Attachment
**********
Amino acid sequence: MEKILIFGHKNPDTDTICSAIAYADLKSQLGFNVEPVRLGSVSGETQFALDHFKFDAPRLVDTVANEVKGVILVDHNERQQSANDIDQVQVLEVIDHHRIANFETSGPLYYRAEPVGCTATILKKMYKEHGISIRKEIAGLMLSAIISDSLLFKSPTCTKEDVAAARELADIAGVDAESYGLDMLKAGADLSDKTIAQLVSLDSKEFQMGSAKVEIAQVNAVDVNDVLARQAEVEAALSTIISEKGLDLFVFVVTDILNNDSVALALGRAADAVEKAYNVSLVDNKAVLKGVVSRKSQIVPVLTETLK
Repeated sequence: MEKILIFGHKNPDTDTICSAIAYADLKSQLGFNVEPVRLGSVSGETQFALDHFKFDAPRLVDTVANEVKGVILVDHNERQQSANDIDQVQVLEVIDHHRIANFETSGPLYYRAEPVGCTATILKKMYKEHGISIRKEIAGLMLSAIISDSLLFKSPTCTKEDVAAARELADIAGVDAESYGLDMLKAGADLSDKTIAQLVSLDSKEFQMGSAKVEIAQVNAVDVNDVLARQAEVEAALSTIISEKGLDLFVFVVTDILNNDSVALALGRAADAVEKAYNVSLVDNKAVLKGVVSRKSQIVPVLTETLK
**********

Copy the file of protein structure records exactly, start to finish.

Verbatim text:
Amino acid sequence: MEKILIFGHKNPDTDTICSAIAYADLKSQLGFNVEPVRLGSVSGETQFALDHFKFDAPRLVDTVANEVKGVILVDHNERQQSANDIDQVQVLEVIDHHRIANFETSGPLYYRAEPVGCTATILKKMYKEHGISIRKEIAGLMLSAIISDSLLFKSPTCTKEDVAAARELADIAGVDAESYGLDMLKAGADLSDKTIAQLVSLDSKEFQMGSAKVEIAQVNAVDVNDVLARQAEVEAALSTIISEKGLDLFVFVVTDILNNDSVALALGRAADAVEKAYNVSLVDNKAVLKGVVSRKSQIVPVLTETLK
Repeated sequence: MEKILIFGHKNPDTDTICSAIAYADLKSQLGFNVEPVRLGSVSGETQFALDHFKFDAPRLVDTVANEVKGVILVDHNERQQSANDIDQVQVLEVIDHHRIANFETSGPLYYRAEPVGCTATILKKMYKEHGISIRKEIAGLMLSAIISDSLLFKSPTCTKEDVAAARELADIAGVDAESYGLDMLKAGADLSDKTIAQLVSLDSKEFQMGSAKVEIAQVNAVDVNDVLARQAEVEAALSTIISEKGLDLFVFVVTDILNNDSVALALGRAADAVEKAYNVSLVDNKAVLKGVVSRKSQIVPVLTETLK